Uphill Task for Toby Chapman at Mont-Blanc Marathon

Toby Chapman prepares to tackle his biggest challenge yet – The Mont-Blanc Marathon 80km

The Mont-Blanc Marathon 80km race is one of the most notorious races in the running calendar anywhere across Europe. It provides the opportunity for runners to test themselves to the ultimate limit, with the 82km route incorporating 6000 metres of vertical. It is widely recognized as one of the most technical races in France, but also one of the most beautiful.

This was the challenge that Toby Chapman set out to accomplish this summer. It was always going to be an extraordinarily tough feat but that is the kind of mentality Toby has. If it’s guaranteed that you are going to succeed then it isn’t really a challenge in the first place.

Toby had done a fair bit of training in the Alps in the lead up to the race so he knew what he was letting himself in for and had given himself the chance to get to grips with the conditions he would be facing.

The race kicked off from the Place de I’Église in Central Chamonix at 4am local time on Friday 23rd June. The runners were immediately thrust into an elevation gain of 1442m up to the first checkpoint at Brévant. This was 11km in and Toby arrived in just under 1 hour 53 minutes, putting him in 112th place.

It was then down to Flégère for the next checkpoint which Toby reached in 2 hours 48 minutes. That was 19km done and Toby had moved up to 106th.

37 minutes later, Toby arrived at the 22km mark, Tete Aux Vents, in 117th place. Then it was down to Buet, where he clocked in at in 4 hours 20 minutes. This was already a massive 29km completed and Toby was now 140th at this point.

The trail then climbed around 1300m to the Col du Corbeau before descending to the next checkpoint at Le Molard. This was now 38km done and Toby had been running for 6 hours 12 minutes. He was now 133rd in the standings.

There was another steep climb up to the next checkpoint situated at Barrage Emosson. This took Toby up to 43.3km covered with a total elevation gain of 3491m. He’d now been running for just over 8 hours and was really feeling the effects of the altitude.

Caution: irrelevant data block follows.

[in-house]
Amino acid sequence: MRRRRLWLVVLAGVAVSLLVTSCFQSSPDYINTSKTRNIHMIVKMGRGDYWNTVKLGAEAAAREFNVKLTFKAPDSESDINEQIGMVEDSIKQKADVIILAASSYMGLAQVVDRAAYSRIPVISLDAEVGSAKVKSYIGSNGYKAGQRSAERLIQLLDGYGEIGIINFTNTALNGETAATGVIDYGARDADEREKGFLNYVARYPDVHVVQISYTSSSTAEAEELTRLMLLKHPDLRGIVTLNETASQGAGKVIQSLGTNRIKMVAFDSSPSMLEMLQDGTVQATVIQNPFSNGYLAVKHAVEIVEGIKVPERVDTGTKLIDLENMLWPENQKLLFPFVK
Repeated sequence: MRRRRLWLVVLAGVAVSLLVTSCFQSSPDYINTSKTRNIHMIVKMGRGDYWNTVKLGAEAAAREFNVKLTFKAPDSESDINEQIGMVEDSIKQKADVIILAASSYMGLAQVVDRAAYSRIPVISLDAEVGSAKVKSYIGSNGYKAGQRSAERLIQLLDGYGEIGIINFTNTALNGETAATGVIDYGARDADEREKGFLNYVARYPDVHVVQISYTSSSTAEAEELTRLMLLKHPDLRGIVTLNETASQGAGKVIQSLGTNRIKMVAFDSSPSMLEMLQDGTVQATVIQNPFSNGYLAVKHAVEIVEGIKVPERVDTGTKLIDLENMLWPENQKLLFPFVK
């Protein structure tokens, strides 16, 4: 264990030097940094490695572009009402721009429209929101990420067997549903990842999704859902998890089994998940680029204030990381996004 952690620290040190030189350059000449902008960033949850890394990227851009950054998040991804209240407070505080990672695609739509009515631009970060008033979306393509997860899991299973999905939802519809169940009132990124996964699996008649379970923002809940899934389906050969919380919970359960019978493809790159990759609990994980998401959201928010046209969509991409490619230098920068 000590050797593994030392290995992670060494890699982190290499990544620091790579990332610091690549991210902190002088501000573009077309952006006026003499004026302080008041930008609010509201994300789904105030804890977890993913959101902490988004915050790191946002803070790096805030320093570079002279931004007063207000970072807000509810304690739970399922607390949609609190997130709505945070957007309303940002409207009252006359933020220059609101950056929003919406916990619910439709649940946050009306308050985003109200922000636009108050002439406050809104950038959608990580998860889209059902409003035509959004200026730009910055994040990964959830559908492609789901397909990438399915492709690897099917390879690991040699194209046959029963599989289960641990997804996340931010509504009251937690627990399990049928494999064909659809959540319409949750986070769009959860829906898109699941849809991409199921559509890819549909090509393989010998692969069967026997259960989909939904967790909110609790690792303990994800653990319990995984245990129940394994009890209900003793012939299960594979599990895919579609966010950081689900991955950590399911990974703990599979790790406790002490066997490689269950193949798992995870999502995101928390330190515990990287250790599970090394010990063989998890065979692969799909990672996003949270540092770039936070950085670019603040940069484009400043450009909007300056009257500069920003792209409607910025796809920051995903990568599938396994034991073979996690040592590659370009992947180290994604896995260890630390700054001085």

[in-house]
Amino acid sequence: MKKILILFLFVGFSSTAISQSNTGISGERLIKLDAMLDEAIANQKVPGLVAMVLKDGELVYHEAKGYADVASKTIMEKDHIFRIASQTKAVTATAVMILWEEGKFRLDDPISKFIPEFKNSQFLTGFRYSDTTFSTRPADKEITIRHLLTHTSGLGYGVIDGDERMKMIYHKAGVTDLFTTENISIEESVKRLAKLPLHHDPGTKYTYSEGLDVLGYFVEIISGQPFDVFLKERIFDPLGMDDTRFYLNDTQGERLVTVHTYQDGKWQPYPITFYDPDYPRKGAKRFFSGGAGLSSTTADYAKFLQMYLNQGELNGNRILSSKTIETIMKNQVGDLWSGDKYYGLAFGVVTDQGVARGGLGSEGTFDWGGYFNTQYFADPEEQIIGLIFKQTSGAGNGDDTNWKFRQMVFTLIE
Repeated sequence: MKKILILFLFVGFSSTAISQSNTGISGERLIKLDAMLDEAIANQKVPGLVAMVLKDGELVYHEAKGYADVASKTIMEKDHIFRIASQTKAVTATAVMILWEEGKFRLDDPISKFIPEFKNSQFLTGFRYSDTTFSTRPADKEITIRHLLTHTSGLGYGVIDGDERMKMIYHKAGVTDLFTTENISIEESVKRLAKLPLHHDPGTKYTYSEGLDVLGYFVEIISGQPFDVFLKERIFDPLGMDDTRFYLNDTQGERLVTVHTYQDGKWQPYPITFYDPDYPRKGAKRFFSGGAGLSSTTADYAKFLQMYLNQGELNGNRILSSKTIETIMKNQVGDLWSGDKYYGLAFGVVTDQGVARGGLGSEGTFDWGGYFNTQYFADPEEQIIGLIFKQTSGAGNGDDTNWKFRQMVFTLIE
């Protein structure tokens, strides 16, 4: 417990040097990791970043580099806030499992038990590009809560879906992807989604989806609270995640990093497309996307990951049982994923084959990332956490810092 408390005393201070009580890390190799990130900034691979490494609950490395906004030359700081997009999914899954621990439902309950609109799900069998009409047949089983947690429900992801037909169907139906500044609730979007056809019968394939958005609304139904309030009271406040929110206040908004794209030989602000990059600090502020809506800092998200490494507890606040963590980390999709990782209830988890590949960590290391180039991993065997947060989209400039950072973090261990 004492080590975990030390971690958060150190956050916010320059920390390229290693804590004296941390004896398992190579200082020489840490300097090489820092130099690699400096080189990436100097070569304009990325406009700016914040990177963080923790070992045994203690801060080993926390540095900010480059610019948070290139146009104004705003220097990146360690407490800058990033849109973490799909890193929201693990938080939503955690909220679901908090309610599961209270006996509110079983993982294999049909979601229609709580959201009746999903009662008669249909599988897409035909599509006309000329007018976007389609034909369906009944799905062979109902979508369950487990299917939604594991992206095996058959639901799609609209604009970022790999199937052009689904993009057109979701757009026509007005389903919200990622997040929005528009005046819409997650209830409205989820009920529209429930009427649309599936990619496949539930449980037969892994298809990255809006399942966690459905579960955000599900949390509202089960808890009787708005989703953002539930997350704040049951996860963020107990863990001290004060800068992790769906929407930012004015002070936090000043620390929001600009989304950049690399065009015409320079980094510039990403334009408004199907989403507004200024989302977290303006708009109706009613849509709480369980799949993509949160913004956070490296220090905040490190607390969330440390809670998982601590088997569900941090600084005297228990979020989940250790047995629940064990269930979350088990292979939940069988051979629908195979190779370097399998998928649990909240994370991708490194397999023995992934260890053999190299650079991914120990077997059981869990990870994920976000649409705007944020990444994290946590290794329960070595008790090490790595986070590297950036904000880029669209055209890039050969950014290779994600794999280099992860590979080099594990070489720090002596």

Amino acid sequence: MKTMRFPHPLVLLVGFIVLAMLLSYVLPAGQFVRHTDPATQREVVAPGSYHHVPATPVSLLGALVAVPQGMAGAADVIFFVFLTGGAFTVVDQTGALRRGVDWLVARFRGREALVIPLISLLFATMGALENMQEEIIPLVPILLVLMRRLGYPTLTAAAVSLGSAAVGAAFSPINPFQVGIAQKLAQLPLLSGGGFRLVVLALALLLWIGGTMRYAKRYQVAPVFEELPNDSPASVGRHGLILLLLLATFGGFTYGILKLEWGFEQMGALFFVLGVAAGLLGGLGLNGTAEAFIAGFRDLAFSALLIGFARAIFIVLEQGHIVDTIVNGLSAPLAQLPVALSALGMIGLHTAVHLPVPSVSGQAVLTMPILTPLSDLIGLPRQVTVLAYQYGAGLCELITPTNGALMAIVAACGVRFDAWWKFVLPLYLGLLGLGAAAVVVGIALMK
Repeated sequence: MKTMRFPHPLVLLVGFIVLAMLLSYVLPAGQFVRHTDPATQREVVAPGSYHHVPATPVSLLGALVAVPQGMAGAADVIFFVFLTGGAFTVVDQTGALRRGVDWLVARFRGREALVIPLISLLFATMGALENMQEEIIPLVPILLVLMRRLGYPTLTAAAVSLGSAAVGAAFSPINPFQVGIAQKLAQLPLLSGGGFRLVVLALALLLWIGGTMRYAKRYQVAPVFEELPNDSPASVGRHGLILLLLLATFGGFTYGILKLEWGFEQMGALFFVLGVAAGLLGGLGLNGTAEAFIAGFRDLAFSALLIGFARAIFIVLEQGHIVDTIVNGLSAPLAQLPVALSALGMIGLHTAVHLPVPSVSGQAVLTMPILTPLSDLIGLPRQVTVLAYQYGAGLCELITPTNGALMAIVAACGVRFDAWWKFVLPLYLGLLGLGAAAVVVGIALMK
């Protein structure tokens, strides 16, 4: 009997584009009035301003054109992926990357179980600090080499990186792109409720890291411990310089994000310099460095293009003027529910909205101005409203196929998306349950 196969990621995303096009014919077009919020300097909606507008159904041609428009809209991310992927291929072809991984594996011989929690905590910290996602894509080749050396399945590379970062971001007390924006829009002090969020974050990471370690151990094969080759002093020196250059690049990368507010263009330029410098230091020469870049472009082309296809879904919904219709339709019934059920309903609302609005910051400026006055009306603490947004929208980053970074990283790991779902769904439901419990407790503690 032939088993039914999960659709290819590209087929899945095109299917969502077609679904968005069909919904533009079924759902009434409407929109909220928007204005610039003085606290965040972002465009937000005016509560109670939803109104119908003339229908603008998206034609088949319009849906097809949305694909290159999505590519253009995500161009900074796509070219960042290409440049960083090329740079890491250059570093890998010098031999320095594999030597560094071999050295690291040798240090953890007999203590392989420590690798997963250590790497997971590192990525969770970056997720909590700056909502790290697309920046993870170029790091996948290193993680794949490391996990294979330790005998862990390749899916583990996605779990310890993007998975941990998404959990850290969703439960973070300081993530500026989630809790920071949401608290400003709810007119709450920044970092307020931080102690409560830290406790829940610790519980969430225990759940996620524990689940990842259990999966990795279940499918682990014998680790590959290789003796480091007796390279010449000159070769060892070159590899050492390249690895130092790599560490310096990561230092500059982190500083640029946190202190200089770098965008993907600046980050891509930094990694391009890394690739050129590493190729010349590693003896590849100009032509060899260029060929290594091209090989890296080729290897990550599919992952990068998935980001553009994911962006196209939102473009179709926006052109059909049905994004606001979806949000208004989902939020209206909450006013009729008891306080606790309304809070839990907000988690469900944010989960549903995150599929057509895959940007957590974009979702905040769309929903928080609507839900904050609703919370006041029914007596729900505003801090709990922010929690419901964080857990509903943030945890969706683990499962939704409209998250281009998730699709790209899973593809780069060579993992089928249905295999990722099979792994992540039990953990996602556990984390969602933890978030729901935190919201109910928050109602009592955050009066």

The route then descended down just as steeply to Chatelard Village. Unfortunately this was destined to be the final checkpoint that Toby would reach. He was now 9 hours 12 minutes in and was really suffering with altitude sickness. He’d amassed a total of 47.5km and was in 186th place.

Next up was another climb, up to Catogne at the 53.2km mark. Sadly, Toby did not make it that far. He’d been feeling very sick when running uphill for the past four hours and had tried taking increased fluids on board, additional food and increased rest periods. Unfortunately none of this seemed to help and Toby had to abandon the race. He’d been running for almost 9 hours 35 minutes.

Toby was sadly forced to withdraw after covering 47km in nine and a half hours of mountain running

Whilst it was gutting for Toby not to have been able to complete the full 80km of the race, on reflection he should be able to look back on his efforts with immense pride. 47km of running up and down huge peaks with an elevation gain of 3,544m is still an amazing achievement that most hardy runners wouldn’t even dream of attempting.

It just goes to show though that in running nothing is certain. You can put in all the training and make every effort to get into the best possible physical and mental shape for a race, but anything can happen on the day. Injury could hit, illness can take hold, weather conditions could hamper performance. It is the great unknown of running and it’s one of the reasons we all love it so much and rejoice on those rare occasions when it all comes together as planned.

Toby showed great courage to push himself out of his comfort zone and attempt something that he knew was going to be incredibly difficult, even for an athlete of his great calibre. No doubt, he will grow from this experience and will come back stronger and even more determined to succeed in his next challenge.

Toby was not overawed by the idea of running up the highest mountain in Western Europe and showed amazing character and strength to get as far as he did